In a speech given in 1941 after Pearl Harbor was attacked by the Japanese, Franklin Roosevelt called December 7th, "a day that will live in infamy". Infamy used to be synonymous with notorious; you are famous for something negative and have a stigma attached to you. In the English language however, the prefix in- means "not" or "the opposite of", and I've come to realize that it is in this context that we must view FDR's speech. From a modern perspective, December 7th is not a negative date, it is completely the opposite of famous.
I love calendars. Santa used to bring me a new one every year for Christmas (when that stopped, I let my mom know that was my favorite gift and that she needed to get on the ball with that once again). I have made countless collages out of the pictures that have come out of them and at any one point in time have 6 hanging up all around my house. So tonight as I threw my trash away in the kitchen I noticed that on my Wizard of Oz calendar for December 7th it read "Pearl Harbor Day of Remembrance". Hmm, I thought to myself, I almost forgot to remember Pearl Harbor!
Of all the silly statements. I almost forgot to remember Pearl Harbor. What does that even mean? The truth of the matter is that it means nothing. Pearl Harbor means next to nothing to me. Pearl Harbor is just a bad movie with good looking actors in it. It's the end of "From Here to Eternity". It has much more to do with films than with history or the military for me. This entire thought process is of course ridiculous, but true. I wasn't alive in 1941 and neither were my parents. None of my grandparents were involved in World War II and I have friends who are Japanese. I never saw the tragedies that came from Pearl Harbor and America's involvement in the war from that point on.
All of this got me thinking. Is 9/11 going to be my grandchildren's Pearl Harbor? Are they going to forget to remember that terrible day in history just like I've forgotten one from decades before I was born? Why not? Millions of inventions are going to become popular and grow more technologically advanced by then. Cars may actually fly by the time I have grandkids- who knows. Why wouldn't this piece of history just get stashed away as another boring date to learn for Mr. Strother's US History test?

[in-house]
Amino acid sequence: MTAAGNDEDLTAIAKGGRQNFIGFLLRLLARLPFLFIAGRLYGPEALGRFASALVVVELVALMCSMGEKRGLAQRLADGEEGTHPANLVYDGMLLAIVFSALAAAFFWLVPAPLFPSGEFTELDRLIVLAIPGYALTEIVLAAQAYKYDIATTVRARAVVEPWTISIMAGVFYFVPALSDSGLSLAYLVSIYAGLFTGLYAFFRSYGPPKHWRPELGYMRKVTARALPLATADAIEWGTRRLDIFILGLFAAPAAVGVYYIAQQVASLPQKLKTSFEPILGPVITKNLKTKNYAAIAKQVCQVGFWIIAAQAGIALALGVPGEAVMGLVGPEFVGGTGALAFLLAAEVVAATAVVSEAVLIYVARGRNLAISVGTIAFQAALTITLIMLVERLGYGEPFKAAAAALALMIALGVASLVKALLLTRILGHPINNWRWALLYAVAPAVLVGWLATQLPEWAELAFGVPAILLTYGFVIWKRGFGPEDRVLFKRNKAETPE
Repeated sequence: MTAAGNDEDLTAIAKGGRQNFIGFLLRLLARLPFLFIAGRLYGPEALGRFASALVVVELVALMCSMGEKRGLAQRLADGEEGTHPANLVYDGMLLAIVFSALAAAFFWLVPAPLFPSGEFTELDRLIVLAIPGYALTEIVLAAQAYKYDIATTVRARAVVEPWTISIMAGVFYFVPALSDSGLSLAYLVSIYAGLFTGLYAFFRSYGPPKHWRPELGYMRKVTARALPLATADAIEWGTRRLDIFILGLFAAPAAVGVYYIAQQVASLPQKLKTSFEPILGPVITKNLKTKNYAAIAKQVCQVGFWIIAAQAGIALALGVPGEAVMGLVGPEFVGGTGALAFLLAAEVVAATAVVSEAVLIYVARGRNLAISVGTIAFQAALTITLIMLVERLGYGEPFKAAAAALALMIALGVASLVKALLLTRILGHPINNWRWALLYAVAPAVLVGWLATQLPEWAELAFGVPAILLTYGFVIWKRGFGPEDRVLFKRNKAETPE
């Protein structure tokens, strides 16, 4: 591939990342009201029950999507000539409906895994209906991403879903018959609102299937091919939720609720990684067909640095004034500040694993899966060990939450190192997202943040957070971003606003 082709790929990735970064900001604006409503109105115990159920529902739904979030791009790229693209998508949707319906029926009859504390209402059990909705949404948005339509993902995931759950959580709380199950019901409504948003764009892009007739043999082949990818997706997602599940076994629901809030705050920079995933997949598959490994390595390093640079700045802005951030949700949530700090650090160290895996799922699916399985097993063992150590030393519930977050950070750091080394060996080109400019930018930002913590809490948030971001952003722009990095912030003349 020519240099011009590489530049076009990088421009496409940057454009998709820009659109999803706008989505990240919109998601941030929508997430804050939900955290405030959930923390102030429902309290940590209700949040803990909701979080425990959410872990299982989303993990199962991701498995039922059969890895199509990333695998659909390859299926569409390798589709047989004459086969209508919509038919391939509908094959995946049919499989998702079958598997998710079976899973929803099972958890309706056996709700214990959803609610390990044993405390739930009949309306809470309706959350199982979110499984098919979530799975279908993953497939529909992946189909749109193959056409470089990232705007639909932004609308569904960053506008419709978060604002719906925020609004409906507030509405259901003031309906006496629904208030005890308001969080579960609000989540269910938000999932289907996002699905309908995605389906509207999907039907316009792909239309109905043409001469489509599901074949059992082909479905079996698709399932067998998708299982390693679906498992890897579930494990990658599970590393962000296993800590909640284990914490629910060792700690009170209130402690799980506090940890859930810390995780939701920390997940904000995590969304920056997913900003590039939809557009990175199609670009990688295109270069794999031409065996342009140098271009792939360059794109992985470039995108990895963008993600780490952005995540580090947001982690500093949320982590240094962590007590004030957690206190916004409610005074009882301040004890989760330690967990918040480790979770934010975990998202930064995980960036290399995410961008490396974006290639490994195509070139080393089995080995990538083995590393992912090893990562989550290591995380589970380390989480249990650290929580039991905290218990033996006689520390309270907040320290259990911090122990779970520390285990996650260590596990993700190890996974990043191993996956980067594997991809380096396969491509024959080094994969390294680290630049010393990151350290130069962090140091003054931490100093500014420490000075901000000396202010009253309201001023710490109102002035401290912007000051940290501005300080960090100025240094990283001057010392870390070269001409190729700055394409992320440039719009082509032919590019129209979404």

I think it's fairly easy to say this won't happen for a few reasons. For one, we don't call the terrorist attack the "Twin Towers", but rather refer to it by the date that it occurred. Whenever we talk about the World Trade Center attacks, we call it 9/11. Odds are that for many many years to come, September 11th will be a day that always reminds us the terrorist attacks in New York City 10 years ago if for no other reason because we always say the date when talking about it. Another reason why I tell myself it won't be the same is because of the media's influence. World War II was not broadcast into folk's living rooms the way Vietnam was; people didn't really know or get to experience what war was really like through a camera lens. We do now. We watched the second plane hit the second tower. We witnessed innocent people jump out of the burning buildings to their deaths. We saw the towers fall. And we've seen every piece of the aftermath since.
All eyes were on the 9/11 tragedy then, and the footage is around so that generations to come can have their eyes on it too. The ears of the nation may have been open, absorbing each word FDR had to say on December 7th, 1941, but their eyes had nothing to focus on. We are a visual society, only really being affected by what we can see. We have to remember what it's like to listen, because there is plenty being spoken to us that could teach us a thing or two.
Open your eyes and look around you. Open your ears and be aware. Remember those who died at Pearl Harbor, in World War II and in the senseless 9/11 attacks. They were innocents who didn't choose to be there. Don't let their deaths become infamous in the most modern sense of the world. Just remember.